[erlang-questions] Updating Myths of Erlang Performance

Joe Armstrong erlang@REDACTED
Sat Jun 4 11:43:44 CEST 2016

This is an excellent suggestion:

Some other myths.For starters:

1) That using cases/if/multiple entry points is somehow more efficient

I've see several posts suggesting that rewriting functions with a
single entry point
conta multiple entry points and so on will be magically more efficient
- when in fact
after compilation the code is pretty much identical.

2) That you can predict performance without doing measurements.
A simple guide to measuring performance might be good here.

3) That inter-process message passing time is constant
(on a big multi-core sending a message across cores can be way less
efficient than
sending across the same core)

4) That thow-away light weight processes should be avoided.

5) That string processing is inefficient (there are even Blog and rants about
Erlangs "string problem" - please tell people to avoid tail-appending
long lists A ++ LongList is a killer when I/O lists are perfect.

6) That Erlang has a string problem - no it doesn't - Erlang has no strings.
It has string literals and lists of integers - and libraries to
serialise lists of
integers into UTF8 byte streams and so on.



On Sat, Jun 4, 2016 at 8:13 AM, Björn Gustavsson <bjorn@REDACTED> wrote:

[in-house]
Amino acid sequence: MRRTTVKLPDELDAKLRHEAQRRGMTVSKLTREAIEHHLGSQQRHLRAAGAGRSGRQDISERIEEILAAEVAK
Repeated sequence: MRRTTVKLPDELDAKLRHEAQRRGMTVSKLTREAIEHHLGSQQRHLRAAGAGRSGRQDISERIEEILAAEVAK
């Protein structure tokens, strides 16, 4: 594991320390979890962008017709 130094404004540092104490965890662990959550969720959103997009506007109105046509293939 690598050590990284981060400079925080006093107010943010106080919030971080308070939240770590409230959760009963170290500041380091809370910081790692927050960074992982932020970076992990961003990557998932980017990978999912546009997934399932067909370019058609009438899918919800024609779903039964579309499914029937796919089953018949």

> We think that it is time to  update the Myths of Erlang Performance in
> the Efficiency Guide. Some myths have probably died by now and some
> new may have arisen.
> I am open to suggestions for myths to retire (move to a separate
> section at very end of the guide) and new myths to add.
> Currently, I think that the following myths definitely should be retired.
> 2.1  Myth: Funs are Slow
> 2.2  Myth: List Comprehensions are Slow
> Are any other myths dead?
> I am considering adding a new myth, something like this:
> "I thought binaries were always faster than lists, so why is binary
> matching slower than list matching?"
> Then there should be an example for both binaries and lists, something
> like this:
> f(<<B:/8,T/binary>>) ->
>    %% Do something with B.
>    f(T);
> f(<<>>) ->
>    %% Return something.
> The answer should be that for more complicated binary patterns, binary
> matching wins, and also that  the cost of using binaries vs. lists in
> the entire application must be considered. Long lists or many short
> lists in many processes will cost more in GC costs; then there are
> different costs for sending binaries vs. lists as messages.
> Are there any more myths I should consider?
> /Björn
> --
> Björn Gustavsson, Erlang/OTP, Ericsson AB
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